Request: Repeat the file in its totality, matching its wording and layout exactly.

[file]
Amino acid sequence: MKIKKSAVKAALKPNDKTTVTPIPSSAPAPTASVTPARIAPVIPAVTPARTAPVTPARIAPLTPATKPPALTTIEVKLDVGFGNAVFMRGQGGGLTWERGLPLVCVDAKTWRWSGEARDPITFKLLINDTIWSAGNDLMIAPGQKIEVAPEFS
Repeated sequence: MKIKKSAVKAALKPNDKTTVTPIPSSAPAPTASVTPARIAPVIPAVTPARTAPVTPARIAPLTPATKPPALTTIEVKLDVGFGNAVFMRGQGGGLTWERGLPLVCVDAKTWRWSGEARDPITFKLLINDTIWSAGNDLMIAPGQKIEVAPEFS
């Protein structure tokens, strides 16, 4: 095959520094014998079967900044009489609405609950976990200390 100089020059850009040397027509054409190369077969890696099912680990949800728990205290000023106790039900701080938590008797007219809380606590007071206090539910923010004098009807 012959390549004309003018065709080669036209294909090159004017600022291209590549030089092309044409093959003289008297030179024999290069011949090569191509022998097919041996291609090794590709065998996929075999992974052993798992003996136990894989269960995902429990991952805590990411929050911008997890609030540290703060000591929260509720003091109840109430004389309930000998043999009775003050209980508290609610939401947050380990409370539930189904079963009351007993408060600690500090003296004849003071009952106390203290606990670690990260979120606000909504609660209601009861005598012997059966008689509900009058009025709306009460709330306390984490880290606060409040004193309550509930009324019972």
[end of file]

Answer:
Amino acid sequence: MKIKKSAVKAALKPNDKTTVTPIPSSAPAPTASVTPARIAPVIPAVTPARTAPVTPARIAPLTPATKPPALTTIEVKLDVGFGNAVFMRGQGGGLTWERGLPLVCVDAKTWRWSGEARDPITFKLLINDTIWSAGNDLMIAPGQKIEVAPEFS
Repeated sequence: MKIKKSAVKAALKPNDKTTVTPIPSSAPAPTASVTPARIAPVIPAVTPARTAPVTPARIAPLTPATKPPALTTIEVKLDVGFGNAVFMRGQGGGLTWERGLPLVCVDAKTWRWSGEARDPITFKLLINDTIWSAGNDLMIAPGQKIEVAPEFS
């Protein structure tokens, strides 16, 4: 095959520094014998079967900044009489609405609950976990200390 100089020059850009040397027509054409190369077969890696099912680990949800728990205290000023106790039900701080938590008797007219809380606590007071206090539910923010004098009807 012959390549004309003018065709080669036209294909090159004017600022291209590549030089092309044409093959003289008297030179024999290069011949090569191509022998097919041996291609090794590709065998996929075999992974052993798992003996136990894989269960995902429990991952805590990411929050911008997890609030540290703060000591929260509720003091109840109430004389309930000998043999009775003050209980508290609610939401947050380990409370539930189904079963009351007993408060600690500090003296004849003071009952106390203290606990670690990260979120606000909504609660209601009861005598012997059966008689509900009058009025709306009460709330306390984490880290606060409040004193309550509930009324019972």